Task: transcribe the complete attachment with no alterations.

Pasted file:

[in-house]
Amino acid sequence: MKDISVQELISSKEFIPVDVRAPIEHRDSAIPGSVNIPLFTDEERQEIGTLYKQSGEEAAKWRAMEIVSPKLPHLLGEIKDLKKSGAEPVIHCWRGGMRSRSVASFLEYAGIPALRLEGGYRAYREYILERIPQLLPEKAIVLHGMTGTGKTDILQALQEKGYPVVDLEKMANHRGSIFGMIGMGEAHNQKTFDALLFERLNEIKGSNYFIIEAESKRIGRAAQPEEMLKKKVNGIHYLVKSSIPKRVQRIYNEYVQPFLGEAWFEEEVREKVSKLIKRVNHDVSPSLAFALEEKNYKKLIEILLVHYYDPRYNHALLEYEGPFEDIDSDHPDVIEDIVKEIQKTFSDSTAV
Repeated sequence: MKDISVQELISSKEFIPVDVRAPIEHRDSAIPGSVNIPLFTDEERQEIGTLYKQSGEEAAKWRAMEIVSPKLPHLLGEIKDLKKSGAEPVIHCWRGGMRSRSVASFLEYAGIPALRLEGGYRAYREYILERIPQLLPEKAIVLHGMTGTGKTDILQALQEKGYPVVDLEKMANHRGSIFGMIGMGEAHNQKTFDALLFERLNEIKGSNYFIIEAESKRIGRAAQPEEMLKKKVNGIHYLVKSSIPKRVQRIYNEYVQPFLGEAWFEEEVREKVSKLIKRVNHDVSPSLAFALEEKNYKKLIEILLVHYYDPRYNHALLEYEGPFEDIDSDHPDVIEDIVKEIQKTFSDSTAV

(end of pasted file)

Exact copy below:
[in-house]
Amino acid sequence: MKDISVQELISSKEFIPVDVRAPIEHRDSAIPGSVNIPLFTDEERQEIGTLYKQSGEEAAKWRAMEIVSPKLPHLLGEIKDLKKSGAEPVIHCWRGGMRSRSVASFLEYAGIPALRLEGGYRAYREYILERIPQLLPEKAIVLHGMTGTGKTDILQALQEKGYPVVDLEKMANHRGSIFGMIGMGEAHNQKTFDALLFERLNEIKGSNYFIIEAESKRIGRAAQPEEMLKKKVNGIHYLVKSSIPKRVQRIYNEYVQPFLGEAWFEEEVREKVSKLIKRVNHDVSPSLAFALEEKNYKKLIEILLVHYYDPRYNHALLEYEGPFEDIDSDHPDVIEDIVKEIQKTFSDSTAV
Repeated sequence: MKDISVQELISSKEFIPVDVRAPIEHRDSAIPGSVNIPLFTDEERQEIGTLYKQSGEEAAKWRAMEIVSPKLPHLLGEIKDLKKSGAEPVIHCWRGGMRSRSVASFLEYAGIPALRLEGGYRAYREYILERIPQLLPEKAIVLHGMTGTGKTDILQALQEKGYPVVDLEKMANHRGSIFGMIGMGEAHNQKTFDALLFERLNEIKGSNYFIIEAESKRIGRAAQPEEMLKKKVNGIHYLVKSSIPKRVQRIYNEYVQPFLGEAWFEEEVREKVSKLIKRVNHDVSPSLAFALEEKNYKKLIEILLVHYYDPRYNHALLEYEGPFEDIDSDHPDVIEDIVKEIQKTFSDSTAV